Vitamin E is an important nutrient, but what does vitamin E do and what are its health benefits?
Vitamin E is a fat soluble vitamin that can't be produced by the body and must be obtained from food or supplements. Because vitamin E is fat soluble, the body stores it in the liver and fatty tissues and excretes it much more slowly than it does water soluble vitamins.
Vitamin E exists in eight different forms: alpha, beta, gamma and delta tocopherol; and alpha, beta, gamma and delta tocotrienol. Each form has its own biological activity, which is the measure of potency or functional use in the body.
Vitamin E supplements are available in natural and synthetic forms. Natural forms are usually labeled with the letter "d" (for example, d-alpha-tocopherol), whereas synthetic forms are usually labeled with the letters "dl" (for example, dl-alpha-tocopherol).
Natural forms of vitamin E are superior to synthetic forms. Natural vitamin E is better absorbed and retained by the body and is more biologically active. D-alpha-tocopherol is considered to have the highest biological activity of all the different forms of vitamin E.
Vitamin E has several important functions within the body. It protects cell membranes and it helps keep skin, eyes, nerves, muscles, red blood cells and the immune system healthy. Vitamin E is also an antioxidant. Antioxidants protect the body's cells against the effects of free radicals. Free radicals can cause cell damage that leads to aging and the development of some diseases.
Vitamin E has been promoted as a treatment for various illnesses, such as heart disease, certain types of cancer, Alzheimer's disease and other forms of dementia, liver disease, stroke, diabetes and Parkinson's disease, but the evidence for these claims is mixed.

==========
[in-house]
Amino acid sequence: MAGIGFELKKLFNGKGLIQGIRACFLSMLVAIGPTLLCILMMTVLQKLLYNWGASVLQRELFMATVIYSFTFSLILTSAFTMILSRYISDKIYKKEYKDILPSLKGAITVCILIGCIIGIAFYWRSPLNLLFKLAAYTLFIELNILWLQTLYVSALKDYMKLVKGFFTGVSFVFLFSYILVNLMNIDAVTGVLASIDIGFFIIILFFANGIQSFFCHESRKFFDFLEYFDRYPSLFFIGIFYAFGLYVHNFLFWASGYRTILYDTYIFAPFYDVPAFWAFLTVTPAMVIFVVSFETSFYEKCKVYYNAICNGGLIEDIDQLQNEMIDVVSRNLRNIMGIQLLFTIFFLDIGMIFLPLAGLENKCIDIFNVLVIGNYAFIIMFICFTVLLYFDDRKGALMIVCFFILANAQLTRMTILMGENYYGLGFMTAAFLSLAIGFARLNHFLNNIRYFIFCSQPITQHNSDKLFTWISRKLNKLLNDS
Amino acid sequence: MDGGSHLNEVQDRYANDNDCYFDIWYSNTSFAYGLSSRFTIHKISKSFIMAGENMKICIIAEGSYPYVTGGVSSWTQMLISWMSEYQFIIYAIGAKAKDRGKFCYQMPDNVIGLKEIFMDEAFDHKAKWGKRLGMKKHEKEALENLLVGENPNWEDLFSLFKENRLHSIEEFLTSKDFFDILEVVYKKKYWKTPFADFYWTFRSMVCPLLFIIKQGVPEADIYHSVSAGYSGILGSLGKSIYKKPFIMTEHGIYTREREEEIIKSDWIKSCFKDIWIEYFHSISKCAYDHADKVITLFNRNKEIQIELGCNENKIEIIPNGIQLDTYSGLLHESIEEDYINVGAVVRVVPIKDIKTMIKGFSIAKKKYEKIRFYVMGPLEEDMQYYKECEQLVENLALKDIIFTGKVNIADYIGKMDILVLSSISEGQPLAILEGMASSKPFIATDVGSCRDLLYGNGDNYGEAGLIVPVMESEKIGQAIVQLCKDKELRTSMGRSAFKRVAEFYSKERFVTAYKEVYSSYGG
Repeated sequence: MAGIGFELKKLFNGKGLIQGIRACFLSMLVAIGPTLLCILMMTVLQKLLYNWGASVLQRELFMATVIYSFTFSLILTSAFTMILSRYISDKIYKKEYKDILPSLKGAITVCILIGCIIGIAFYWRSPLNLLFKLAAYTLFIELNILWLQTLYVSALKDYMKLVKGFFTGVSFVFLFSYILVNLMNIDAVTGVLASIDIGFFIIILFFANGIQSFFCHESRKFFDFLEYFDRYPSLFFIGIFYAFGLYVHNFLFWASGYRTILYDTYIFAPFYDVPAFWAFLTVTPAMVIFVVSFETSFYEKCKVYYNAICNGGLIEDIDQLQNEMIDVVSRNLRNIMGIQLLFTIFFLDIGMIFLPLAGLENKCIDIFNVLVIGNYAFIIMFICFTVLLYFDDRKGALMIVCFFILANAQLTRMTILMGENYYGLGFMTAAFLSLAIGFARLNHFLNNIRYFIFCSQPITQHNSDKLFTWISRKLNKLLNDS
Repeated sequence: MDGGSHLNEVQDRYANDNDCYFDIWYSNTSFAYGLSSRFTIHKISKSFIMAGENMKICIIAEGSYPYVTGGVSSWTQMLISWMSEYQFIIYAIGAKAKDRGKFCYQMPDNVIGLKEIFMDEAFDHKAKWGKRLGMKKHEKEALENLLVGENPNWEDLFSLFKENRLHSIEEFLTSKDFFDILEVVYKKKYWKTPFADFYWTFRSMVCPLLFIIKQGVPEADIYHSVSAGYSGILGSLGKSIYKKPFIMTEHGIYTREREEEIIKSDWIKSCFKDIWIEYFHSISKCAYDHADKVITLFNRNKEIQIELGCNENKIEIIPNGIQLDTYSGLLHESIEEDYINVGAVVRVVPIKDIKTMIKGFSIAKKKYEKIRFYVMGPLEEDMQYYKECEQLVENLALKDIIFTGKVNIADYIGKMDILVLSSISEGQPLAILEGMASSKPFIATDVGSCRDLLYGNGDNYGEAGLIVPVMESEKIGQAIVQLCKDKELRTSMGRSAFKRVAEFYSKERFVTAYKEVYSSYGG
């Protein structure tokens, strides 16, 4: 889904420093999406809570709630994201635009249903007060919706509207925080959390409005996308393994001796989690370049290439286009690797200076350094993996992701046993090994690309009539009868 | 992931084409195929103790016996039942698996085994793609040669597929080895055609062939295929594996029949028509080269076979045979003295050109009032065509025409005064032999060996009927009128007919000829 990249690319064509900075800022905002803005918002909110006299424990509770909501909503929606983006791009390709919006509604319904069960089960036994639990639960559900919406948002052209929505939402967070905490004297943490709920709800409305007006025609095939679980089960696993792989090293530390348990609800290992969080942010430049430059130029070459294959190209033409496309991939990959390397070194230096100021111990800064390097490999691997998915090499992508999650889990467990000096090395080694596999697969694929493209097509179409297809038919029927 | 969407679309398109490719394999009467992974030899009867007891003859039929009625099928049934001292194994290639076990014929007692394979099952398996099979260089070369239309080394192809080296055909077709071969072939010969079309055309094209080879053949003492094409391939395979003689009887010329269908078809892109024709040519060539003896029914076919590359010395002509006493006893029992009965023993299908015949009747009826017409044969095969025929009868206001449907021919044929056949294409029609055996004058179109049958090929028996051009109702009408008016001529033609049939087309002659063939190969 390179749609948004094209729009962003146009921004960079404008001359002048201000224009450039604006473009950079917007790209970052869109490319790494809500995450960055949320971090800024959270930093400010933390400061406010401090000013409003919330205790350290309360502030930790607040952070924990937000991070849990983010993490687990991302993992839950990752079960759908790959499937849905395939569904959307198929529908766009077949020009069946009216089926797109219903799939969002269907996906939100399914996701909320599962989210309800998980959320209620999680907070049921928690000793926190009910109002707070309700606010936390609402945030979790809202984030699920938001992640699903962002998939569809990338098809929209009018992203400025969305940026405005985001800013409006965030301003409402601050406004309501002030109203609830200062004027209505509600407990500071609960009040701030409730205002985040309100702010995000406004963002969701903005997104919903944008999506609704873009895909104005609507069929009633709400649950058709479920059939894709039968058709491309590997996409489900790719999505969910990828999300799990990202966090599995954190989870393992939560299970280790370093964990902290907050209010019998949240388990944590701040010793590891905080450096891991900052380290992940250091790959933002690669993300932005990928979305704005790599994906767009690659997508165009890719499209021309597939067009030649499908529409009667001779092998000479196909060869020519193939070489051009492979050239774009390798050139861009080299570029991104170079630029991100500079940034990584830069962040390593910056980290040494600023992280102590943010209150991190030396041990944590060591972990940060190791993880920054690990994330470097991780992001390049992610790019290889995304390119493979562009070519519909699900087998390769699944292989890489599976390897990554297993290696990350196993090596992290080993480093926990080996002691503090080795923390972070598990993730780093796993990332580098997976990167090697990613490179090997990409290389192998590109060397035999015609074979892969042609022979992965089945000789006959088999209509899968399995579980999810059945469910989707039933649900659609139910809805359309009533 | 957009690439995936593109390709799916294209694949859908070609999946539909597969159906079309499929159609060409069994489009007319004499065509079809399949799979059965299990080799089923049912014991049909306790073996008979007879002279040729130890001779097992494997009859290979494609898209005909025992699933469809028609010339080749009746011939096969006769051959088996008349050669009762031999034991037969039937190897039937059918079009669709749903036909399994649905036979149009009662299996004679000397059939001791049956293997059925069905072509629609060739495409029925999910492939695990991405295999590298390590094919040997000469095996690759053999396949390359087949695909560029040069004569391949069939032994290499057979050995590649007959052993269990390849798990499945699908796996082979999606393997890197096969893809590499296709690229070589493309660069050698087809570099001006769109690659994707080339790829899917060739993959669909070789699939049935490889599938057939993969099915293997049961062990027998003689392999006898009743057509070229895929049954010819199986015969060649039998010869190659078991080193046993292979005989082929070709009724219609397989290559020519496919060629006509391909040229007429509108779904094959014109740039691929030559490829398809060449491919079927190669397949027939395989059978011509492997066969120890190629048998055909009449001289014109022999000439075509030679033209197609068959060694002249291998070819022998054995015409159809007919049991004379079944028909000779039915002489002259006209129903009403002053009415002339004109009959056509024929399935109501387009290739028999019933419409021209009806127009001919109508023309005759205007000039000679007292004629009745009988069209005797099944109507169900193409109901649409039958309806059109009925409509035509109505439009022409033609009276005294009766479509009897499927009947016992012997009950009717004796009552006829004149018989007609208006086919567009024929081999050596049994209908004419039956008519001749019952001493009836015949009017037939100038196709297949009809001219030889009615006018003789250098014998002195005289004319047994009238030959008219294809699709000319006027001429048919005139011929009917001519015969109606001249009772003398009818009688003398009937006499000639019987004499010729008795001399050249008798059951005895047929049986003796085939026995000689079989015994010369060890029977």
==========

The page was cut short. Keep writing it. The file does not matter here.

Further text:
The Dietary Reference Intake (DRI) for vitamin E (based on the d-alpha-tocopherol form of the vitamin) is 22 IU per day for adult men and women. Many scientists and health experts believe that this amount is too low, and recommend anywhere from 100 IU to 800 IU per day.
Many scientists and health experts also believe that the Institute of Medicine's tolerable upper intake level of 1,500 IU per day is too low. Some even believe that the tolerable upper intake level for vitamin E should be as high as 5,000 IU per day.
Numerous foods contain vitamin E. Wheat germ and wheat germ oil, nuts (especially almonds and hazelnuts), seeds (especially sunflower seeds), vegetable oils (sunflower, corn, safflower, soybean etc.), sweet potatoes, peanuts and turnip greens are among the best sources of vitamin E.
Vitamin E supplements are a convenient and reliable source of vitamin E for people who don't get enough of the vitamin through their diet.
In conclusion, vitamin E is an important nutrient and you need to make sure that you get enough vitamin E every day.
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